Wednesday, 19 May 2010


Not an easy subject and I don't think there's ever going to be an easy answer to the problem. The law in the UK allows abortion up to 24 weeks gestation. Up to that time it is highly unlikely the foetus would survive outside the mother, though there are and have been exceptions. How do I feel and think about it?

I think women need to take responsibility for their own actions and for contraception if they do not want children. I also think men must take some of the responsibility -i.e. if they know they do not want children why aren't they insisting on using a condom - regardless of what the woman says about her contraception method?

Contraception - in the UK - is easily available - and free if you visit a Family Planning Clinic. There should be no excuse for not using it. If you don't want to go medical about it - buy condoms (male or female) from a chemist. If you're not sure how good the contraception you used was - them make sure you get the morning after pill. We've all been carried away by the passion of the moment - but at least do something about it the next day.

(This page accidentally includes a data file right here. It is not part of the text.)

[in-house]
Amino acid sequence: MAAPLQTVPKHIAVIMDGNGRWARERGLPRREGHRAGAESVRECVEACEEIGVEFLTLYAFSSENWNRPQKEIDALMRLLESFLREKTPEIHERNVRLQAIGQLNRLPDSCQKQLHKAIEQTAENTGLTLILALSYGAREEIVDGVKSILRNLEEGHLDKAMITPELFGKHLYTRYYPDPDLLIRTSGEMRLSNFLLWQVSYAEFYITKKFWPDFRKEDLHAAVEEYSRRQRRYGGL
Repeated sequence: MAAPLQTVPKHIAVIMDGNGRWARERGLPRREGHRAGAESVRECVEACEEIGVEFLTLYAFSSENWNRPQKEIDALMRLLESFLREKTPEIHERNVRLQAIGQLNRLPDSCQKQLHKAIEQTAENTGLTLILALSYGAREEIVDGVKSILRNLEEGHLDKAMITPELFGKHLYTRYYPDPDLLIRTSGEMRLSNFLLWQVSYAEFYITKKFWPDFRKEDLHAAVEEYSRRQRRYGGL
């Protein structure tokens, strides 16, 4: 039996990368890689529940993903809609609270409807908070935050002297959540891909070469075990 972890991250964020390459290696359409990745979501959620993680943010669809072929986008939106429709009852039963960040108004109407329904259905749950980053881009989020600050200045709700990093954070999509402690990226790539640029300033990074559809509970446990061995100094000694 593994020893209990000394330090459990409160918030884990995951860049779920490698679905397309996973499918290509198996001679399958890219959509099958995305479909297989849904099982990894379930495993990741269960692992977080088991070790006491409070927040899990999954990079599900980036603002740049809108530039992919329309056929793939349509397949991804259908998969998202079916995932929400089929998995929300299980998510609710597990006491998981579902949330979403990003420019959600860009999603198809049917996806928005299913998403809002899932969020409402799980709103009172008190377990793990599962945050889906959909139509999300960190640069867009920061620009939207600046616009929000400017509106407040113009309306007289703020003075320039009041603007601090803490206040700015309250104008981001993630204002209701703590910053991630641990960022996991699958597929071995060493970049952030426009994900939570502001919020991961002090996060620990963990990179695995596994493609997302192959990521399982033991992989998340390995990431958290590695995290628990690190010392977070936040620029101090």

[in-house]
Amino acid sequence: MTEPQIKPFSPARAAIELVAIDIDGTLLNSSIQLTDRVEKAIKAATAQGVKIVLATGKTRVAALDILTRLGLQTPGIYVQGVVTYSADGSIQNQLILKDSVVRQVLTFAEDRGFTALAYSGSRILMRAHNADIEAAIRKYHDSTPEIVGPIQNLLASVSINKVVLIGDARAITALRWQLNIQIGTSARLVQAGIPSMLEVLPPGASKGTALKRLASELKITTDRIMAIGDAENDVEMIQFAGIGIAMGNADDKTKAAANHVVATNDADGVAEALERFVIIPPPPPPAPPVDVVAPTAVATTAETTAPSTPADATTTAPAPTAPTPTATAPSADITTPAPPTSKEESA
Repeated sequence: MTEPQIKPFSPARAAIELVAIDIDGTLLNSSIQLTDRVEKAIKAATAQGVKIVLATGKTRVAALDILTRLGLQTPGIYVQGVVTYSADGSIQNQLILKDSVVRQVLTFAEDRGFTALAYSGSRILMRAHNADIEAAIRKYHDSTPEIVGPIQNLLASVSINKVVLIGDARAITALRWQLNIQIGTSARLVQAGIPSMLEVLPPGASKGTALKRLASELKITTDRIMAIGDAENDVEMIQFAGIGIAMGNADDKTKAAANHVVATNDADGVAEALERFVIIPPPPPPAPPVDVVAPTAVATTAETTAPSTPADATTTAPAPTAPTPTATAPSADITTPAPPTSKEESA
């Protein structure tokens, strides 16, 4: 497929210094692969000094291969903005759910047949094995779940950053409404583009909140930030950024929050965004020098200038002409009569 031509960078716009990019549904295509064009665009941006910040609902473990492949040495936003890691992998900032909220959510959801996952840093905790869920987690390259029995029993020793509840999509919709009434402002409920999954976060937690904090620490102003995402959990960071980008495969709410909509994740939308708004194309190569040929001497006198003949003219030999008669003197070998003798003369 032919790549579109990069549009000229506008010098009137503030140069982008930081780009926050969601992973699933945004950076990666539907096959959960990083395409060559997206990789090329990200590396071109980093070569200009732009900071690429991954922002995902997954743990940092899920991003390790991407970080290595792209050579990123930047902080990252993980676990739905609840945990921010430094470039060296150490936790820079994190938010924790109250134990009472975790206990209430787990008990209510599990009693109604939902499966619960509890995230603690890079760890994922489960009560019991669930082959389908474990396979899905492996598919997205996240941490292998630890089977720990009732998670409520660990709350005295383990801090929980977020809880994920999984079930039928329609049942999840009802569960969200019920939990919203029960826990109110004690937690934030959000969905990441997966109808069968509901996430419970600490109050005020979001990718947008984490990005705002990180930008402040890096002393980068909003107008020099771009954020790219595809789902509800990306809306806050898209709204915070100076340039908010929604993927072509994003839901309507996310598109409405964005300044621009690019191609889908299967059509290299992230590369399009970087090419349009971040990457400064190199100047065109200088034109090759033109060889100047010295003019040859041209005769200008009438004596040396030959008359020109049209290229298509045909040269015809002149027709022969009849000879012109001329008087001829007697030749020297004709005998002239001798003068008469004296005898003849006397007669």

I would not ever have been prepared to have an abortion - unless I'd been raped, the foetus had abnormalities, or my life was in danger. But that is MY choice, no one else's. However I am in favour of abortion being legal - because ultimately it is about personal choice and personal circumstances. But with personal choice goes personal responsibility - to use contraception wherever and whenever possible.

I can't see how men can ever have any legal say in abortion. That is not just because I'm female. How can someone say to another individual - I am ordering you to carry that child for me and then put your life in danger by giving birth to it? There is no equivalent situation in which a woman could place a man. Yes it's not fair on the man - but then if he had insisted on using a condom (or not having sex) there would have been no conception anyway - which is where personal responsibility comes in again.

I hear too many men saying - 'It wasn't my fault - she told me she was on the pill.' If you'd only just met her, was it wise to trust her to that extent? What about disease? Wouldn't you have been safer using a condom anyway? Condoms, by the way, when used properly are more than 95% effective - very little lower than the Pill - which isn't 100% effective anyway - especially with the low dose pills usually used these days.

Just a few thoughts . . .

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